Wednesday, May 23, 2007

Lou Dobbs defies economic fundamentals

Lou Dobbs has long been a critic of free trade and outsourcing as can be read here. He has cried about manufacturing jobs moving overseas and now a new generation of white collar jobs moving to third world countries. Well he's right. Manufacturing jobs and many white collar jobs are leaving the US but Dobbs, being a bit of a soap box proselytizer only talks about one side. He has completely missed a titanic shift in the US economy; namely, that manufacturing is simply not as important as it once was. Compare Singapore and Hong Kong with little to no manufacturing to Italy that is hell bent on protecting it's manufacturing industry (mostly over-priced shoes) then ask how relevant manufacturing is again. Simply said, about 70% of the US economy is now services; services such as serving you at the local supermarket, styling your hair, doing your accounts, or reporting the news are what make up the US economy today.


David Ricardo was the first economist to formalize the theory of comparative advantage. At it's most simplified level, what comparative advantage says is that countries will naturally shift their economies to where they are most skilled. When countries do that, they benefit because they are able to use scarce resources more efficiently - and don't forget economics is all about the study of how we use allocate resources to do something useful (like feeding and clothing ourselves).


We intuitively do this in society - none of us tries to grow our own wheat, milk our own cow and then try and write advanced software to write our blogs in the evenings. We specialize in what we're good at and this enables us to use our resources (the most precious of which is time) more efficiently. This is only one part of the theory of comparative advantage. The other is that we don't have to be absolutely the best in the world in order to specialize. We only have to do one thing better than we do other things. On a global scale as there are so many products and services, it is extremely unlikely that two countries would happen to have the same speciality. And, anyway, typically the response to competition is that either you do better or you move into a market where there is no competition.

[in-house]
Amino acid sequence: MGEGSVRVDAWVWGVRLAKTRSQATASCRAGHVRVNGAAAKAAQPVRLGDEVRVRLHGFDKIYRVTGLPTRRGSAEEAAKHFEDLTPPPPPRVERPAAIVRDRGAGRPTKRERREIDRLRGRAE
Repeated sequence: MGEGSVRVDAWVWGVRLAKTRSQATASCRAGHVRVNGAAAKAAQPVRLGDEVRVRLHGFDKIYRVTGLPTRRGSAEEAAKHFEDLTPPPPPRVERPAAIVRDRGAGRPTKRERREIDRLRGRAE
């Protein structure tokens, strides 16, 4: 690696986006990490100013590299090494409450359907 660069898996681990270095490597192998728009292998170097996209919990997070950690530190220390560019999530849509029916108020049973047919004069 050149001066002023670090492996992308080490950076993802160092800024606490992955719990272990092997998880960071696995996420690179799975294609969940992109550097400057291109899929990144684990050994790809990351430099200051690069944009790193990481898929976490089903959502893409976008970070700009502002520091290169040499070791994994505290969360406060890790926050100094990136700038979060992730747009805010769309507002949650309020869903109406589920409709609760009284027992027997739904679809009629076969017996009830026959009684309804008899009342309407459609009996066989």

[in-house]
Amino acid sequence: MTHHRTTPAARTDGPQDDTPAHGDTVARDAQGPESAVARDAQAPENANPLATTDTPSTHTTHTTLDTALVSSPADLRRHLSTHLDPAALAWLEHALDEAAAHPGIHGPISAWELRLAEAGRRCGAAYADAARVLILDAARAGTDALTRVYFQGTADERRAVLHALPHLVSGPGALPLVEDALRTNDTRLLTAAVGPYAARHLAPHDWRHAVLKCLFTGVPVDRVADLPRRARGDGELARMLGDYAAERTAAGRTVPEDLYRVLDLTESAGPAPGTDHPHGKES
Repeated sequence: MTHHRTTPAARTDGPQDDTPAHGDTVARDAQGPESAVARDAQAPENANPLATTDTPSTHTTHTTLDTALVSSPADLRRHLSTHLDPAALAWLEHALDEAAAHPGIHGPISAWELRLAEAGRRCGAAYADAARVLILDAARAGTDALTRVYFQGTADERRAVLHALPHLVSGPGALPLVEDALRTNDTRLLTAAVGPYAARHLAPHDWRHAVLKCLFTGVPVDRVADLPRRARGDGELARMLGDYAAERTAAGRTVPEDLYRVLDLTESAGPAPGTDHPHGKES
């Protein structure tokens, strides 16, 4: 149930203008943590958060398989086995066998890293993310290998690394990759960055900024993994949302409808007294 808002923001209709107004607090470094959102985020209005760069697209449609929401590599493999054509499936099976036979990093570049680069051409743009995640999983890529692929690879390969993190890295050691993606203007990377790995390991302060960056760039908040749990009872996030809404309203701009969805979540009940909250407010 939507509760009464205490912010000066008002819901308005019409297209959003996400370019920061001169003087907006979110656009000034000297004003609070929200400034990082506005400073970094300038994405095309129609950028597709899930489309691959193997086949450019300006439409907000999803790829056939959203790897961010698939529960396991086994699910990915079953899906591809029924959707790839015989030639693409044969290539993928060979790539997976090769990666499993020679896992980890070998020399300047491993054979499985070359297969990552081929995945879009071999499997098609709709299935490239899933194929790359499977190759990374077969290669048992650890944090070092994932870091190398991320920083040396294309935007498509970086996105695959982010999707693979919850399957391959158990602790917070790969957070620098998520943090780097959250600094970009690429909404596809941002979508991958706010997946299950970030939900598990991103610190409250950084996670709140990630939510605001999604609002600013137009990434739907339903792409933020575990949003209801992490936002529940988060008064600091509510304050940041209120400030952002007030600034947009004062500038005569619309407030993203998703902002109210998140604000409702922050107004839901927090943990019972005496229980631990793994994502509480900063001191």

So coming down to Earth, what does this say for Dobbs' arguments. Well it says that the US is better off when it shifts its resources to areas where it is more productive. In fact studies have shown that for every $1 worth of work that has been outsourced, the US gains $1.12 - $1.14. Higher productivity means higher earnings, and lower prices and lower unemployment. So it is no tragedy when lower productivity jobs leave the US. The only thing politicians can and should do is to help those who have been displaced. In other words instead of trying to keep those factories in the US through subsidies or tariffs (which has the perverse effect of encouraging young people to go into dying job markets) and thus helping only a tiny minority of workers (and the factory owners who usually are the ones to lobby for such protection), it is better to allocate those resources to retraining and possibly helping people relocate to areas that are growing.

Everyone can benefit from free-trade if only politicians would let them. As for Lou Dobbs, who studied economics at Harvard, he should know better or maybe he should have been paying more attention during classes.


(posted by Rajeev)

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